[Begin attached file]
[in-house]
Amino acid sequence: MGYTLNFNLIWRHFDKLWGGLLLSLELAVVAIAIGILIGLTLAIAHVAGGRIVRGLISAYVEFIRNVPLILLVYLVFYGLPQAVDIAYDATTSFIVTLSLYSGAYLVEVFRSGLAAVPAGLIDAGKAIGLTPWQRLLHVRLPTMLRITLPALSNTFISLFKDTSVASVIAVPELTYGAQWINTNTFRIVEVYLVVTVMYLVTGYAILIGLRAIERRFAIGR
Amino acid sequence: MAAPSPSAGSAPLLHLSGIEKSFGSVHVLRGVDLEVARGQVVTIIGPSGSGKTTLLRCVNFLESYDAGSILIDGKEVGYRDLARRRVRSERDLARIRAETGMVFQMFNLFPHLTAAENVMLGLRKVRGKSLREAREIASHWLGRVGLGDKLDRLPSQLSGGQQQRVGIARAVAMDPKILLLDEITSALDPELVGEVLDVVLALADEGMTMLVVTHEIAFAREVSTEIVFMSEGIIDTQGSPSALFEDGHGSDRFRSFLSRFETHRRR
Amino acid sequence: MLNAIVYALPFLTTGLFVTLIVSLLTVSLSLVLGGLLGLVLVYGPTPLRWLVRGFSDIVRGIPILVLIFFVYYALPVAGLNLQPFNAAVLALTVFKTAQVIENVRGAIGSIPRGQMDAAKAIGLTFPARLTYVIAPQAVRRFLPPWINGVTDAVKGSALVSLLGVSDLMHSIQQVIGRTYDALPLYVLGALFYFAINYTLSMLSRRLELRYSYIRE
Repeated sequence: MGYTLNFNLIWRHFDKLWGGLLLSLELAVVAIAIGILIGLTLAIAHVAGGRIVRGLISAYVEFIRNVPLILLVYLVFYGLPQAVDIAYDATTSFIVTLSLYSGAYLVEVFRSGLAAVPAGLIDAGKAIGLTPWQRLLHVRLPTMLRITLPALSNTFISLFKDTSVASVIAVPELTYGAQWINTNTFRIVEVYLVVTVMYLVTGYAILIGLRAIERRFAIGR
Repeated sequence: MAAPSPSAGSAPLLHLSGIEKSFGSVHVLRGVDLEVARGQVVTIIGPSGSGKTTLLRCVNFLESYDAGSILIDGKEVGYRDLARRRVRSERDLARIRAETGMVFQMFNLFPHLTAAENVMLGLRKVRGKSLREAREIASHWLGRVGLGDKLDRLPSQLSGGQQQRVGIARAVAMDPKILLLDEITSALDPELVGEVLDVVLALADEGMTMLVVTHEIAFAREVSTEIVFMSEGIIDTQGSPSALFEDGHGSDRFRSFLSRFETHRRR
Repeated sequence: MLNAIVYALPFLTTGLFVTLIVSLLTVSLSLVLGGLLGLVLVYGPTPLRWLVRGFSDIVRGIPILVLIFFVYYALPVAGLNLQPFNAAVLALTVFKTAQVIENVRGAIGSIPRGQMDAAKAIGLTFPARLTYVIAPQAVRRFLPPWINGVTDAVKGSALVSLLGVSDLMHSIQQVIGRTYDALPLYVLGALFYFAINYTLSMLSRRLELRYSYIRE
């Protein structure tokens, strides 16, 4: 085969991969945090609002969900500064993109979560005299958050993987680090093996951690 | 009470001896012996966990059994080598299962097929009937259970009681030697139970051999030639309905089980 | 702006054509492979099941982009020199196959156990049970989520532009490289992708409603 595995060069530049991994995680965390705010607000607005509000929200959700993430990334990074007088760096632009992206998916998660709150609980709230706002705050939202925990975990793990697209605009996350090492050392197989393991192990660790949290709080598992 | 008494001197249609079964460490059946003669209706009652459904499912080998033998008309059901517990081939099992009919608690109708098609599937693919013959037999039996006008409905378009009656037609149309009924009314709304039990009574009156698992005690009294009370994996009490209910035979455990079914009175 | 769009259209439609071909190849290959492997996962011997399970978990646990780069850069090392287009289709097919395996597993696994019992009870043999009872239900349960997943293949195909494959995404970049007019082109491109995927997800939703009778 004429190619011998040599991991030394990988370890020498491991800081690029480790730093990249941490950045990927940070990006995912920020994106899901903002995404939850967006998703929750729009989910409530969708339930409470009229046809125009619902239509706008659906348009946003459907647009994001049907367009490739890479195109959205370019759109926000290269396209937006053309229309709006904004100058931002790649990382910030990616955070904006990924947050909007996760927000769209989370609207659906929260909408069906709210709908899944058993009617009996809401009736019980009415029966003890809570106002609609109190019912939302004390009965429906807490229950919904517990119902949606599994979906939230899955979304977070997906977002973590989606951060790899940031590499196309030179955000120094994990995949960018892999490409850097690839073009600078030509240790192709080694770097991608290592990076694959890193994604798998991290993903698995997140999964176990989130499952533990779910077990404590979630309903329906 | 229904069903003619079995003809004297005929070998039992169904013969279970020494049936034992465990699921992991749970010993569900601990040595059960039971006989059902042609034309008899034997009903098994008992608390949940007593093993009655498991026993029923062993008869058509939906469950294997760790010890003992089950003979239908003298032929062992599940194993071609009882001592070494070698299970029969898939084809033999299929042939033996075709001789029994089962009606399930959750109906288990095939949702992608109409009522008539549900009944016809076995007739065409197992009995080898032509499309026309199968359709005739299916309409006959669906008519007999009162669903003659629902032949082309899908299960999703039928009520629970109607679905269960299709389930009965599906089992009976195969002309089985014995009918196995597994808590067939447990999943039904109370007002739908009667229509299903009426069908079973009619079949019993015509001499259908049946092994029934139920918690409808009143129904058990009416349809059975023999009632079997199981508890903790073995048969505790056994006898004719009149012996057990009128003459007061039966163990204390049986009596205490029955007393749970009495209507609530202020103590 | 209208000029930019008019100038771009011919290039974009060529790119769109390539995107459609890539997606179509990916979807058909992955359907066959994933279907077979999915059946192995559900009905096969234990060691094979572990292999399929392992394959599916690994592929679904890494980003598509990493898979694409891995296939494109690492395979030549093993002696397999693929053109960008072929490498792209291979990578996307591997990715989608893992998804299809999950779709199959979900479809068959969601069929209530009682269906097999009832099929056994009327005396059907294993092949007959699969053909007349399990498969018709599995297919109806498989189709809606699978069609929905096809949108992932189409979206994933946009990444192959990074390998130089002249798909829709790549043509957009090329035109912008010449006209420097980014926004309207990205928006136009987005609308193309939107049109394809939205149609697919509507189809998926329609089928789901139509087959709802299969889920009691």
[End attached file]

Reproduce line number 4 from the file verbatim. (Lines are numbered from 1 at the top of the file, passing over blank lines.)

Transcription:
Amino acid sequence: MLNAIVYALPFLTTGLFVTLIVSLLTVSLSLVLGGLLGLVLVYGPTPLRWLVRGFSDIVRGIPILVLIFFVYYALPVAGLNLQPFNAAVLALTVFKTAQVIENVRGAIGSIPRGQMDAAKAIGLTFPARLTYVIAPQAVRRFLPPWINGVTDAVKGSALVSLLGVSDLMHSIQQVIGRTYDALPLYVLGALFYFAINYTLSMLSRRLELRYSYIRE